What if the employee/director does not own the property but rents? Effectively the company is paying him but he will be simply passing the sum received on to the landlord and there is no "property profit", do you think the revenue be likely to question that arrangement. In our circumstance he will be renting a house with one room more than his domestic circumstance requires specifically so that he can work from home on a regular basis.
I see no reason why paying out rent should be a problem indeed it probably makes it easier to calculate the "reasonable rent" the company should pay. The tenant is not getting a tax deduction for the residential rent they pay rather just for the extra work space required.
Rates and CGT (again!)
I think I previously misunderstood the rent to company approach, this has been helpful.
I always assumed it was just transferring the tax from company to individual so was pretty useless, but if I understand the above correctly then you can do the old self-assessment working from home calculation to offset against the rental income. Though I guess really you are saying these are the cost incurred in providing the 'office space'. Does anyone have a nice template rent agreement to use?
The other thing that puts me off is the supposed risk of having to pay rates and CGT, though as far as I can tell this is just a theoretical risk. It's always brought up. Has anyone ever been challenged on either?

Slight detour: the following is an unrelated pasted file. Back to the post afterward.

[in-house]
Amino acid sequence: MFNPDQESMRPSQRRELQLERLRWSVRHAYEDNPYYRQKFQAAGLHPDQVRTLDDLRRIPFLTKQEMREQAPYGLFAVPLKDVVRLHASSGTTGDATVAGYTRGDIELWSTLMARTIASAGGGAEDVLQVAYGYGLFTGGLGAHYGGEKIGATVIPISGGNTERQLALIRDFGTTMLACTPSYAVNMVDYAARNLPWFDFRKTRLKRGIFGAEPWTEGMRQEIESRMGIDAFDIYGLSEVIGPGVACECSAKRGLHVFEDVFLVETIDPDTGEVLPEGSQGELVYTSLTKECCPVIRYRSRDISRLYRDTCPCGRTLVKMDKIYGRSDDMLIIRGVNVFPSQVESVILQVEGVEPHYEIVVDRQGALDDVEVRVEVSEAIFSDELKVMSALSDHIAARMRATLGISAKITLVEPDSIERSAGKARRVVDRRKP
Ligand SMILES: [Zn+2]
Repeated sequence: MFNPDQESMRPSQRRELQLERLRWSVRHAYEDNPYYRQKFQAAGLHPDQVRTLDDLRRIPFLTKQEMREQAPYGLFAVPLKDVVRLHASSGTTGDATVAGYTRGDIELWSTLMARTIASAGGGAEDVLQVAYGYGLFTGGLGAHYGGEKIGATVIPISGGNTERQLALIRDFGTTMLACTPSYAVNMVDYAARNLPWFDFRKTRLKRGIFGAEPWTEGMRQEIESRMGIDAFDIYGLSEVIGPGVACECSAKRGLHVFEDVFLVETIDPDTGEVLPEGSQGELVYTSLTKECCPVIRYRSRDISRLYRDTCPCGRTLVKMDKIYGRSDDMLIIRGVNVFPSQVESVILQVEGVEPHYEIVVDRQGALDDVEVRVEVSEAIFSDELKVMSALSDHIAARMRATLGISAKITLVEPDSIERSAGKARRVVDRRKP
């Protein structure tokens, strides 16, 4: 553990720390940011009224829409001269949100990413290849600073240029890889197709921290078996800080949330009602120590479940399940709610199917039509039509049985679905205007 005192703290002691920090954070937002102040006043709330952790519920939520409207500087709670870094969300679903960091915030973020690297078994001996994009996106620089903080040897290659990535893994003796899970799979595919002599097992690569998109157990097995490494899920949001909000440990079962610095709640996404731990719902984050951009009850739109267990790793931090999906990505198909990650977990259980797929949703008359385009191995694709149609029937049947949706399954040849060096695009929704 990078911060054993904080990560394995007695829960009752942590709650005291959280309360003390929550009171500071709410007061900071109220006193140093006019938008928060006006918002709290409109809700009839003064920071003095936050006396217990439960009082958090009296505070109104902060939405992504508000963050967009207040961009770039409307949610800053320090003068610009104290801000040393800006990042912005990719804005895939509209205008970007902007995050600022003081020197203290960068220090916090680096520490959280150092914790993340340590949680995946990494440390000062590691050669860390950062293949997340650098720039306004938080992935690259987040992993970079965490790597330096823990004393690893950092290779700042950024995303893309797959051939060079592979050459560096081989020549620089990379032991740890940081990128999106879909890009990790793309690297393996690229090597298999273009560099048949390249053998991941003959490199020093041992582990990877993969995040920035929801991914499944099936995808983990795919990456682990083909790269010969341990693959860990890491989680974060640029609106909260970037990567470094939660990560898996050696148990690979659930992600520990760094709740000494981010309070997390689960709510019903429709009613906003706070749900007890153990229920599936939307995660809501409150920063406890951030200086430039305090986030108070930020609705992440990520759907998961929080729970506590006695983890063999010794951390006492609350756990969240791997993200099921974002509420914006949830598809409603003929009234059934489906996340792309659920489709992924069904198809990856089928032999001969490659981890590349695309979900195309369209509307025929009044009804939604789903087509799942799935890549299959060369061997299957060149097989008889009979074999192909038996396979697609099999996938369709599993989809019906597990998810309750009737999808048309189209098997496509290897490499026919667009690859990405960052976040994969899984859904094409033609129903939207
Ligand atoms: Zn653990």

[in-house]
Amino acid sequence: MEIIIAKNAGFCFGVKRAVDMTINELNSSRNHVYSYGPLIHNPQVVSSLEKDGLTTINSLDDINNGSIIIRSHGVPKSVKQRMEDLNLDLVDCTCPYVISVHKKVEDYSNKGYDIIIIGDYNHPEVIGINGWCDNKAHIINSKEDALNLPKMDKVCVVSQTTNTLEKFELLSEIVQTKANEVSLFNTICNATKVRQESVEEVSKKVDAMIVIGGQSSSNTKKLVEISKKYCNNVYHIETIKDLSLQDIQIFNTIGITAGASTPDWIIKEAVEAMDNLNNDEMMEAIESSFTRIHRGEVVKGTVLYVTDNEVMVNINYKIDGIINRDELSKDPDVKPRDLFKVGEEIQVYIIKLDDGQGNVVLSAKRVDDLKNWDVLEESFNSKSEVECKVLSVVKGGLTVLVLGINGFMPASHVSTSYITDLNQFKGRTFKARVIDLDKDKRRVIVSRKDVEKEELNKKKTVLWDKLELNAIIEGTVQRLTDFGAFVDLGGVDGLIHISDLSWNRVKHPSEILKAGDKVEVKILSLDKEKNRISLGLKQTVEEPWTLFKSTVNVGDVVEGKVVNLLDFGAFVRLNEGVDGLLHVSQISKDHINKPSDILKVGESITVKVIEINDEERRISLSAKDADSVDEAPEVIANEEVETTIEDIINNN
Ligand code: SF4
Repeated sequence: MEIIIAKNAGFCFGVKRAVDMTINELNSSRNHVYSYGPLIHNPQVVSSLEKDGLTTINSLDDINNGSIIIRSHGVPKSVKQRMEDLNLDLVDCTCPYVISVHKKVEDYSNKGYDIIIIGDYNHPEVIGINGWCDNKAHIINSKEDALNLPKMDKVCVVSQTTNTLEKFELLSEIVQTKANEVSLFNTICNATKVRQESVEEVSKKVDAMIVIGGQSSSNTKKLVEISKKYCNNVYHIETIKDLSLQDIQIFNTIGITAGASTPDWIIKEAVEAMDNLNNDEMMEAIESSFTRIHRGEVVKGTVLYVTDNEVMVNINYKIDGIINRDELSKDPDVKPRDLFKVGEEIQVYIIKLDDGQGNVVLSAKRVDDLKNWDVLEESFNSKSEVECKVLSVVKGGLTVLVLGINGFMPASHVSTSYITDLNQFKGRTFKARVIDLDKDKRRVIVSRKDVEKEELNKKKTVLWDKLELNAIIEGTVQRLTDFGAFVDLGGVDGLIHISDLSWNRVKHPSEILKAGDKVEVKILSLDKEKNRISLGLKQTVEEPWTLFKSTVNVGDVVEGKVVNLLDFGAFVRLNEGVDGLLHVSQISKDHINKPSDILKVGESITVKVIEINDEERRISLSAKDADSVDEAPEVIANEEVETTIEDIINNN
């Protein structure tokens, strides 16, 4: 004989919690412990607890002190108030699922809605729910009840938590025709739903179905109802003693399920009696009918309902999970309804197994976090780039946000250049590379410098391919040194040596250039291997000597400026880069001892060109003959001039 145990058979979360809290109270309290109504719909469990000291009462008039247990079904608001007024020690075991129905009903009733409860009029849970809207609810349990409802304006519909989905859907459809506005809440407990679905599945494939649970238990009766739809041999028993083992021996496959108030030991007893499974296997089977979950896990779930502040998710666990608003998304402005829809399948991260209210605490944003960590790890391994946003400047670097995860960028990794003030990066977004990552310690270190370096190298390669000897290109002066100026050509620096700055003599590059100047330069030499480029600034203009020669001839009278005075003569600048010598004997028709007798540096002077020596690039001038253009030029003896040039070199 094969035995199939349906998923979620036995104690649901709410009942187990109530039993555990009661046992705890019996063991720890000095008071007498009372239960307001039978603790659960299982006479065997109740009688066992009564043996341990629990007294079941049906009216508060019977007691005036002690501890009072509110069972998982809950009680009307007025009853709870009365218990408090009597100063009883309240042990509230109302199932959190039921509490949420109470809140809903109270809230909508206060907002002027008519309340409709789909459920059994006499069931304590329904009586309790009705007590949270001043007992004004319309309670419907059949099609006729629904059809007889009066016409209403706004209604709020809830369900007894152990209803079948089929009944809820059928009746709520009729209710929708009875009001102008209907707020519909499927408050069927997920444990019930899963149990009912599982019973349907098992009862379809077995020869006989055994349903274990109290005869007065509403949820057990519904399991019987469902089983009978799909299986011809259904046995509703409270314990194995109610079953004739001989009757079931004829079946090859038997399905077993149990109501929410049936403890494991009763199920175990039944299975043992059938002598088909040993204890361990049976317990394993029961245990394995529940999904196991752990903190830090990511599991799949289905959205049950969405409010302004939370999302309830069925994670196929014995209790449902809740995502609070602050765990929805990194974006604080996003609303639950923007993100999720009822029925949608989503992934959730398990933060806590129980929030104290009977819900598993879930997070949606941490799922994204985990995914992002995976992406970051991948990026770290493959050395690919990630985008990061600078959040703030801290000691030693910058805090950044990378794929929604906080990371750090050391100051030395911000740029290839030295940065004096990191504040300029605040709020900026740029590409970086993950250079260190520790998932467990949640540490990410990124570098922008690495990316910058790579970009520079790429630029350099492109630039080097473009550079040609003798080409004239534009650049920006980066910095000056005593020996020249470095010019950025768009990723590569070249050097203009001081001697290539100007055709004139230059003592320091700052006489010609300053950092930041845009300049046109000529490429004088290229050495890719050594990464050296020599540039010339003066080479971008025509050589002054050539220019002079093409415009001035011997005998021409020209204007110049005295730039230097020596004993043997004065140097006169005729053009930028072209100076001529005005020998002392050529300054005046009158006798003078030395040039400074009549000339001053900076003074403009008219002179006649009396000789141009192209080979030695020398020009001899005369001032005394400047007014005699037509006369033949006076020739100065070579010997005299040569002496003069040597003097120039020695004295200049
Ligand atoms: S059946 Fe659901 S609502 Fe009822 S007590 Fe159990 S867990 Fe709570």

CGT on Use of Home as OfficeThe way I understand it, CGT only applies if you have a room that is exclusively used for business purposes. As long as it is used as, for example, a spare bedroom a couple of times a year, CGT does not apply.
Business rates on a home office
There is a very good article on the VOA (Valuation Office) website on this subject. In a nutshell, you should be exempt provided that a) the room is not exclusively used for business, and b) the room was not built or specially adapted for the business (eg for a dentist or osteopath).
This also goes for CGT. Make sure the room has some domestic use.
Best to have a license agreement rather than a formal tenancy. It is much more flexible and can avoid problems with stamp duty that may arise on the notional value of a lease if the rent is very high.
Incidentally, I see no reason why you shouldn't both rent a room to your company AND claim the £4 per week. After all, it is still your home, and the £4 does not have to be in lieu of any particular items of expense, so there is no danger of double-claiming. I've seen nothing official to indicate that it should be either one or the other.
claim the £4 per week
How much time, exactly does this guy have on his hands? Perhaps he should get out more?.
What happens if I don't own the property
What happens if the Director works from home and therefore the Ltd company should pay rent, but the Director does not own the home (his wife does) and he is not named on the mortgage. Can he still charge rent to the Limited Company ?
I should hasten to add that while not named on the mortgage (which his wife pays), the Director pays all other expenses (water, gas, electricity, council tax, etc.) which is more than the mortgage payments.
thanks in advance